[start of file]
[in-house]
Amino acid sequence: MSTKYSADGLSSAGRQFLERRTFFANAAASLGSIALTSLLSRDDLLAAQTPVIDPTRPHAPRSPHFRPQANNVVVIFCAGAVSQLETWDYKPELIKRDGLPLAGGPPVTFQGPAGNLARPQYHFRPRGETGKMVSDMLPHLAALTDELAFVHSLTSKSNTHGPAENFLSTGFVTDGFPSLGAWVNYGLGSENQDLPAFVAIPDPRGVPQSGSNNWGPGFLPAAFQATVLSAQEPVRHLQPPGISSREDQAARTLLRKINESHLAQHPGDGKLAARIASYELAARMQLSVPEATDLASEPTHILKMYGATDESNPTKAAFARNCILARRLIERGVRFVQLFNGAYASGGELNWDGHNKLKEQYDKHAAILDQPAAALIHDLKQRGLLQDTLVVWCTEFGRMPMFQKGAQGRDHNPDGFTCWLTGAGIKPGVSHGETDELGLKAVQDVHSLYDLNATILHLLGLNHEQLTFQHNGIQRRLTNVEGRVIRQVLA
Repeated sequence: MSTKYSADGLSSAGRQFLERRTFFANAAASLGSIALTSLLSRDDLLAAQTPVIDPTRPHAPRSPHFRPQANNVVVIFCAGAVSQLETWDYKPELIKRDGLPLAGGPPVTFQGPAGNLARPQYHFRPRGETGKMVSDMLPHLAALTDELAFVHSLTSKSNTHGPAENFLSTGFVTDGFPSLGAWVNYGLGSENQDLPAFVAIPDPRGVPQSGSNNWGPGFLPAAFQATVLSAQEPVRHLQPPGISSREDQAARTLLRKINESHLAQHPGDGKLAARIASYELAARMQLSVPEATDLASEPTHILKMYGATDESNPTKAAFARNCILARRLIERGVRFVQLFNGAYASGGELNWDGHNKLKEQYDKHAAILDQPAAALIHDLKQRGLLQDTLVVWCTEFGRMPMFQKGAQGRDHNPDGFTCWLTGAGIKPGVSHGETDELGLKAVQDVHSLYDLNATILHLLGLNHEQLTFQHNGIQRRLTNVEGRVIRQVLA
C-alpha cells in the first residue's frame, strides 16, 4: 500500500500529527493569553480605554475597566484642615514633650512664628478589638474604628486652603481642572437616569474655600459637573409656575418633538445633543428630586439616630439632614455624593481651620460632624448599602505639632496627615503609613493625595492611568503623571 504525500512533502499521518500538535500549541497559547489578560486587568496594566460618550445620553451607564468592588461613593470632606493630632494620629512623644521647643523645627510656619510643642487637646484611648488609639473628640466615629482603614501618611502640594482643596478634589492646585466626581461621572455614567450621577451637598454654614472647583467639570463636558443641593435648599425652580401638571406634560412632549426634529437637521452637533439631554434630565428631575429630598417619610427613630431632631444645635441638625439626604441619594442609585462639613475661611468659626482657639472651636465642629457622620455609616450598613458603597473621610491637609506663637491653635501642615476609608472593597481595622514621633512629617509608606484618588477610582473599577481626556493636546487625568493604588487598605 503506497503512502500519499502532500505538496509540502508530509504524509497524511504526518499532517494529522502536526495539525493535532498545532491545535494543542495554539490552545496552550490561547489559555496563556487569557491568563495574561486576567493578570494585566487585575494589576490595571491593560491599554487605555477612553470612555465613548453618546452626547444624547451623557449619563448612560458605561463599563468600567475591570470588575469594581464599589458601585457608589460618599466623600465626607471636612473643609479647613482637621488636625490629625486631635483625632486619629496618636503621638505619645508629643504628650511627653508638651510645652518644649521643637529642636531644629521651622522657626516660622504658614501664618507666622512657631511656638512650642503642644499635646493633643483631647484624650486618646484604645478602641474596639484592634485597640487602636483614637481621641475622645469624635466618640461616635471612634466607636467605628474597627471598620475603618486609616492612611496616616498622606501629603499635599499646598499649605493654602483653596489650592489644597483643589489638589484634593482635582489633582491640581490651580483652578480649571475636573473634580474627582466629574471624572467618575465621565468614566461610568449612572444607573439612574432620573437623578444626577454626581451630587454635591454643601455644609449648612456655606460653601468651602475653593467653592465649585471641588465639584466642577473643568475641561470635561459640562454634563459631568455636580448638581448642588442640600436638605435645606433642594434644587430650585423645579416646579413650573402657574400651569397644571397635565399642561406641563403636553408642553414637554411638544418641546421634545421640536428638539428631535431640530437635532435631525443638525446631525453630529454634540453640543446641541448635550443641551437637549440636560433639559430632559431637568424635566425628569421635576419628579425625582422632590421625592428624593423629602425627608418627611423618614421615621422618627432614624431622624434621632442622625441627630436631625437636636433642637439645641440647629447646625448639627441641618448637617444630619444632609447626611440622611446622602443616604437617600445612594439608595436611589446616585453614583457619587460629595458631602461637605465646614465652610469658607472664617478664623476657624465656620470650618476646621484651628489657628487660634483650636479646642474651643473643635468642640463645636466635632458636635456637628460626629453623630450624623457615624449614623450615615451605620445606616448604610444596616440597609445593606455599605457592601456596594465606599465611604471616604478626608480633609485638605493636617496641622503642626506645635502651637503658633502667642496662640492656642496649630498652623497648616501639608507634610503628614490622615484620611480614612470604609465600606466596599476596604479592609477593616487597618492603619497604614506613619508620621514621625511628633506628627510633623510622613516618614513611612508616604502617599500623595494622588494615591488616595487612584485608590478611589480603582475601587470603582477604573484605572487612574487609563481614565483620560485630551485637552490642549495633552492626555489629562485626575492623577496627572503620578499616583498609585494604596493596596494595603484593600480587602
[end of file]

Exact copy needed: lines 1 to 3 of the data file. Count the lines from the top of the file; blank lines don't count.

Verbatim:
[in-house]
Amino acid sequence: MSTKYSADGLSSAGRQFLERRTFFANAAASLGSIALTSLLSRDDLLAAQTPVIDPTRPHAPRSPHFRPQANNVVVIFCAGAVSQLETWDYKPELIKRDGLPLAGGPPVTFQGPAGNLARPQYHFRPRGETGKMVSDMLPHLAALTDELAFVHSLTSKSNTHGPAENFLSTGFVTDGFPSLGAWVNYGLGSENQDLPAFVAIPDPRGVPQSGSNNWGPGFLPAAFQATVLSAQEPVRHLQPPGISSREDQAARTLLRKINESHLAQHPGDGKLAARIASYELAARMQLSVPEATDLASEPTHILKMYGATDESNPTKAAFARNCILARRLIERGVRFVQLFNGAYASGGELNWDGHNKLKEQYDKHAAILDQPAAALIHDLKQRGLLQDTLVVWCTEFGRMPMFQKGAQGRDHNPDGFTCWLTGAGIKPGVSHGETDELGLKAVQDVHSLYDLNATILHLLGLNHEQLTFQHNGIQRRLTNVEGRVIRQVLA
Repeated sequence: MSTKYSADGLSSAGRQFLERRTFFANAAASLGSIALTSLLSRDDLLAAQTPVIDPTRPHAPRSPHFRPQANNVVVIFCAGAVSQLETWDYKPELIKRDGLPLAGGPPVTFQGPAGNLARPQYHFRPRGETGKMVSDMLPHLAALTDELAFVHSLTSKSNTHGPAENFLSTGFVTDGFPSLGAWVNYGLGSENQDLPAFVAIPDPRGVPQSGSNNWGPGFLPAAFQATVLSAQEPVRHLQPPGISSREDQAARTLLRKINESHLAQHPGDGKLAARIASYELAARMQLSVPEATDLASEPTHILKMYGATDESNPTKAAFARNCILARRLIERGVRFVQLFNGAYASGGELNWDGHNKLKEQYDKHAAILDQPAAALIHDLKQRGLLQDTLVVWCTEFGRMPMFQKGAQGRDHNPDGFTCWLTGAGIKPGVSHGETDELGLKAVQDVHSLYDLNATILHLLGLNHEQLTFQHNGIQRRLTNVEGRVIRQVLA